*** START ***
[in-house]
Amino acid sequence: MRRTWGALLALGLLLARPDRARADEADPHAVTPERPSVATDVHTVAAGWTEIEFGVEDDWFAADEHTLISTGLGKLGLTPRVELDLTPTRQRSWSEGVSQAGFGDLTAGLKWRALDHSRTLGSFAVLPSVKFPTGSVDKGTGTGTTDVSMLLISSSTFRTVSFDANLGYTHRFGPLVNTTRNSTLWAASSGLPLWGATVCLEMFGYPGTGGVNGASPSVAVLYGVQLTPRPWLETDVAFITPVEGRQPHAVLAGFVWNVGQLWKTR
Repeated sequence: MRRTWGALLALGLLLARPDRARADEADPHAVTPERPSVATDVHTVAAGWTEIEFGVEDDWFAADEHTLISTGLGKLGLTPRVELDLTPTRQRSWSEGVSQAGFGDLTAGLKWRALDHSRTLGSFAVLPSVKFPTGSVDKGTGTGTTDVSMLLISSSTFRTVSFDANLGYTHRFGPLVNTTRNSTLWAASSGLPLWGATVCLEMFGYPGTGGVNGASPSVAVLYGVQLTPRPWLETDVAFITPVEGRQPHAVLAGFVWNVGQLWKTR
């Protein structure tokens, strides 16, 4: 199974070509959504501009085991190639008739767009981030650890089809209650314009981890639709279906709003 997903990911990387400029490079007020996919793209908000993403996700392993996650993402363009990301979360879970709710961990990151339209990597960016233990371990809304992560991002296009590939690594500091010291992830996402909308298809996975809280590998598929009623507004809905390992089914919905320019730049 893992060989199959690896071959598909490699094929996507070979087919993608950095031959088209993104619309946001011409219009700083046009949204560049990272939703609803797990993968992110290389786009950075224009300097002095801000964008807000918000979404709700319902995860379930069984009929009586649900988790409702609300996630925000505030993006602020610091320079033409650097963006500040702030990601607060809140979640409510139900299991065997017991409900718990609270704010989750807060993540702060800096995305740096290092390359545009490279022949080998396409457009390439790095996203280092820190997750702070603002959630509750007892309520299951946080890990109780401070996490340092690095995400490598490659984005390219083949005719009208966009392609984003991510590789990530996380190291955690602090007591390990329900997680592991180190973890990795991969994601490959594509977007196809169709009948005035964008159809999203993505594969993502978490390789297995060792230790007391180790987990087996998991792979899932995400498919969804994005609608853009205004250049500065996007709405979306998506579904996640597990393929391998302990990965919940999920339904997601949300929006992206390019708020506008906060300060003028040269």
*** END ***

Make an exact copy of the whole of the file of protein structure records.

[in-house]
Amino acid sequence: MRRTWGALLALGLLLARPDRARADEADPHAVTPERPSVATDVHTVAAGWTEIEFGVEDDWFAADEHTLISTGLGKLGLTPRVELDLTPTRQRSWSEGVSQAGFGDLTAGLKWRALDHSRTLGSFAVLPSVKFPTGSVDKGTGTGTTDVSMLLISSSTFRTVSFDANLGYTHRFGPLVNTTRNSTLWAASSGLPLWGATVCLEMFGYPGTGGVNGASPSVAVLYGVQLTPRPWLETDVAFITPVEGRQPHAVLAGFVWNVGQLWKTR
Repeated sequence: MRRTWGALLALGLLLARPDRARADEADPHAVTPERPSVATDVHTVAAGWTEIEFGVEDDWFAADEHTLISTGLGKLGLTPRVELDLTPTRQRSWSEGVSQAGFGDLTAGLKWRALDHSRTLGSFAVLPSVKFPTGSVDKGTGTGTTDVSMLLISSSTFRTVSFDANLGYTHRFGPLVNTTRNSTLWAASSGLPLWGATVCLEMFGYPGTGGVNGASPSVAVLYGVQLTPRPWLETDVAFITPVEGRQPHAVLAGFVWNVGQLWKTR
């Protein structure tokens, strides 16, 4: 199974070509959504501009085991190639008739767009981030650890089809209650314009981890639709279906709003 997903990911990387400029490079007020996919793209908000993403996700392993996650993402363009990301979360879970709710961990990151339209990597960016233990371990809304992560991002296009590939690594500091010291992830996402909308298809996975809280590998598929009623507004809905390992089914919905320019730049 893992060989199959690896071959598909490699094929996507070979087919993608950095031959088209993104619309946001011409219009700083046009949204560049990272939703609803797990993968992110290389786009950075224009300097002095801000964008807000918000979404709700319902995860379930069984009929009586649900988790409702609300996630925000505030993006602020610091320079033409650097963006500040702030990601607060809140979640409510139900299991065997017991409900718990609270704010989750807060993540702060800096995305740096290092390359545009490279022949080998396409457009390439790095996203280092820190997750702070603002959630509750007892309520299951946080890990109780401070996490340092690095995400490598490659984005390219083949005719009208966009392609984003991510590789990530996380190291955690602090007591390990329900997680592991180190973890990795991969994601490959594509977007196809169709009948005035964008159809999203993505594969993502978490390789297995060792230790007391180790987990087996998991792979899932995400498919969804994005609608853009205004250049500065996007709405979306998506579904996640597990393929391998302990990965919940999920339904997601949300929006992206390019708020506008906060300060003028040269």